t is no surprise that financial markets are volatile; the data is just too confusing. Take the example of the UK housing data; yesterday we heard from the Nationwide that UK house prices are now just 9.5% below their peak in 2007 and 12.2% above the bottom of the slump we saw in Feb 2009 and yet only the day before we heard from the Bank of England that mortgage lending fell in April. So the fact is that fewer houses are being sold but the ones that are selling are clearly so sought after that they can command the higher prices. It isn’t such a good news story as we had hoped really but that hasn’t stopped the Pound revisiting its highest level in 18 months against the Euro and testing the tops of the ranges against the Aussie, Kiwi and Canadian Dollars. The Pound is a little more subdued against the US Dollar but that is explained below.
Despite the markets enthusiasm for the UK housing data, yesterday’s trading was largely confined to the ranges seen the previous few days. Sterling remains trapped between €1.17 and € 1.2050; it remains caught between US$ 1.43 and US$ 1.48 and it is in tight ranges against the Australasian Dollars and the Canadian Dollar as well.
The market movers that traders are waiting for are things like a clearer picture of when UK, EU and US interest rates are likely to rise along with news on when their respective central banks will start reducing their involvement in the bond markets and debt repurchases. The timeframes for these factors are slipping; driven mainly by the fear of debt contagion from the Eurozone and nervousness over the extent to which China’s slowing economy could cause slower growth elsewhere. Currently there is an East - West split in the pace of recovery with the Eastern hemisphere doing rather better than Europe, the US and the UK. Canada is better placed than others but a drop in commodity demand could have a negative effect on Canada too.
Investors and traders get an insight into the US economy with this afternoon’s release of May US employment data. Some are forecasting one of the most positive non-farm payroll counts in 27 years and that, combined with the fact that the Euro - US Dollar exchange rate is sitting on a crucial technical level may change the whole market picture for the next 6 months. A break below that 50% Fibonacci level (€1.2148) would herald further significant US Dollar strength and potentially equally significant Euro weakness. All will be revealed at 13:30 UK time. Whatever the outcome of this report, we expect substantial volatility at the time so whether you are a buyer or seller and you missed some of last week’s excitement and opportunity today would be a great day to place orders to capture the currency you need at a price that suits.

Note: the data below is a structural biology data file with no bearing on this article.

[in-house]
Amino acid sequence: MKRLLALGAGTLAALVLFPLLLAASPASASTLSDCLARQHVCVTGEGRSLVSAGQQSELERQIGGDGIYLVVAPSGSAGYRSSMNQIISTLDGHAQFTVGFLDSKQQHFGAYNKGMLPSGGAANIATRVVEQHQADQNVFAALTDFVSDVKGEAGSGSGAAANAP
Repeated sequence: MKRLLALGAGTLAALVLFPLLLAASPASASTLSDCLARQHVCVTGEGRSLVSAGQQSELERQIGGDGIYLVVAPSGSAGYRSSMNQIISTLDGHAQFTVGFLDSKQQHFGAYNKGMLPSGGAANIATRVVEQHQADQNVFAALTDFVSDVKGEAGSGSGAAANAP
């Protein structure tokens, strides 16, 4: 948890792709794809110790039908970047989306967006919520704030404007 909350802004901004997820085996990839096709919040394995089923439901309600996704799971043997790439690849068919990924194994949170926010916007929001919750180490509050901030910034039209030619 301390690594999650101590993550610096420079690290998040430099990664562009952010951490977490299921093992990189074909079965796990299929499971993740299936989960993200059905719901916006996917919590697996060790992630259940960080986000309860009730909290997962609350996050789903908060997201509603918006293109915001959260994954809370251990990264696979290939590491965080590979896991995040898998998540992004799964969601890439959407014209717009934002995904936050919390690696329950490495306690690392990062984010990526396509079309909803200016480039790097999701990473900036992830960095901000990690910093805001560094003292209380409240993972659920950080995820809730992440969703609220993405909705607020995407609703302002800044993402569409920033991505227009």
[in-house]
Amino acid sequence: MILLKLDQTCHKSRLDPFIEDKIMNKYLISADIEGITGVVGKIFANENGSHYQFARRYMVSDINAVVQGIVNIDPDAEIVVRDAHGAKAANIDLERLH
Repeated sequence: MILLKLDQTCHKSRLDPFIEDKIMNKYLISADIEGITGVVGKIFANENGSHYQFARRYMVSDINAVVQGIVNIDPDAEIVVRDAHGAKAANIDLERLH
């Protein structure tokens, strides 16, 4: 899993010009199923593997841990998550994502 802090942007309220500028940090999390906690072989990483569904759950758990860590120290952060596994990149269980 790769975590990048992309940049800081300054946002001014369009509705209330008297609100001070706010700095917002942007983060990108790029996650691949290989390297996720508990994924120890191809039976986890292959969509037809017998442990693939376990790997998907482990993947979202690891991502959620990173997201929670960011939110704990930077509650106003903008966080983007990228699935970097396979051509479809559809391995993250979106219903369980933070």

We will also get Canadian employment data today; this has delivered four consecutive rises in employment levels and a fifth is highly likely. If this is the result and Canada’s major export market, America, also posts strong data, we can expect strength in the Canadian Dollar as the day and perhaps month progresses. Those with Canadian Dollars to buy who were waiting for better levels may have their ait extended unless they take advantage of this morning’s levels and cover some of their requirements.
The other newsworthy event of the next few days is the meeting of the finance ministers from the G20; the group of 20 of the wealthiest nations. Nothing of any substance is likely to come from the meeting in South Korea even though there is always great expectation expressed before these meetings. One day we will all come to terms with the fact that neither G7, G8 nor G20 meeting are ever likely to yield significant change but in the meantime, it is all very exciting isn’t it.
And then we have a weekend. The UK weekend looks set to provide lovely sunshine for most and that would be great. I hope yours is a doozy.